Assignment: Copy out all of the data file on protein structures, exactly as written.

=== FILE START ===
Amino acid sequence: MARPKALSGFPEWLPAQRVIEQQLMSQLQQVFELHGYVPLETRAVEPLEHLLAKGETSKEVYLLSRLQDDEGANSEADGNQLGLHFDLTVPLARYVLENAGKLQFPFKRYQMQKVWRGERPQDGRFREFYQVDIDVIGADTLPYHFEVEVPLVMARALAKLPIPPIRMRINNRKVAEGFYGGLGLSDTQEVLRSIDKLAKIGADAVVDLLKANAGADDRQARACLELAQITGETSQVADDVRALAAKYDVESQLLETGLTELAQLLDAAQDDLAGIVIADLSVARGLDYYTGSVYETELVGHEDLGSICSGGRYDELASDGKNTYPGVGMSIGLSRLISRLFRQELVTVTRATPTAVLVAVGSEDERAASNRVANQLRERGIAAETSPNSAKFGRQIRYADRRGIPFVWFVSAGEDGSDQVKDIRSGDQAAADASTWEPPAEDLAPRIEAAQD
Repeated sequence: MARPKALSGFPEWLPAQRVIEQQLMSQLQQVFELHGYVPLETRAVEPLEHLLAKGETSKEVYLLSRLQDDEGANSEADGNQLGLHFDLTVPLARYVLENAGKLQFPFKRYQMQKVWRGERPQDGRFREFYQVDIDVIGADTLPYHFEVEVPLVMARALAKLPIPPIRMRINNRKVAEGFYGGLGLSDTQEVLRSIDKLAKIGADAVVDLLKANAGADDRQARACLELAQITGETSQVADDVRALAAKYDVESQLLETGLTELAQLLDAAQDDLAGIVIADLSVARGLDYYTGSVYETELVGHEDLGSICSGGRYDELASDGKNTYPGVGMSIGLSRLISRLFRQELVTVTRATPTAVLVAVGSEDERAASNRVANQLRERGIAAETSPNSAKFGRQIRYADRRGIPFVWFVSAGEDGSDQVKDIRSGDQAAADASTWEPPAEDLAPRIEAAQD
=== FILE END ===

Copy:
Amino acid sequence: MARPKALSGFPEWLPAQRVIEQQLMSQLQQVFELHGYVPLETRAVEPLEHLLAKGETSKEVYLLSRLQDDEGANSEADGNQLGLHFDLTVPLARYVLENAGKLQFPFKRYQMQKVWRGERPQDGRFREFYQVDIDVIGADTLPYHFEVEVPLVMARALAKLPIPPIRMRINNRKVAEGFYGGLGLSDTQEVLRSIDKLAKIGADAVVDLLKANAGADDRQARACLELAQITGETSQVADDVRALAAKYDVESQLLETGLTELAQLLDAAQDDLAGIVIADLSVARGLDYYTGSVYETELVGHEDLGSICSGGRYDELASDGKNTYPGVGMSIGLSRLISRLFRQELVTVTRATPTAVLVAVGSEDERAASNRVANQLRERGIAAETSPNSAKFGRQIRYADRRGIPFVWFVSAGEDGSDQVKDIRSGDQAAADASTWEPPAEDLAPRIEAAQD
Repeated sequence: MARPKALSGFPEWLPAQRVIEQQLMSQLQQVFELHGYVPLETRAVEPLEHLLAKGETSKEVYLLSRLQDDEGANSEADGNQLGLHFDLTVPLARYVLENAGKLQFPFKRYQMQKVWRGERPQDGRFREFYQVDIDVIGADTLPYHFEVEVPLVMARALAKLPIPPIRMRINNRKVAEGFYGGLGLSDTQEVLRSIDKLAKIGADAVVDLLKANAGADDRQARACLELAQITGETSQVADDVRALAAKYDVESQLLETGLTELAQLLDAAQDDLAGIVIADLSVARGLDYYTGSVYETELVGHEDLGSICSGGRYDELASDGKNTYPGVGMSIGLSRLISRLFRQELVTVTRATPTAVLVAVGSEDERAASNRVANQLRERGIAAETSPNSAKFGRQIRYADRRGIPFVWFVSAGEDGSDQVKDIRSGDQAAADASTWEPPAEDLAPRIEAAQD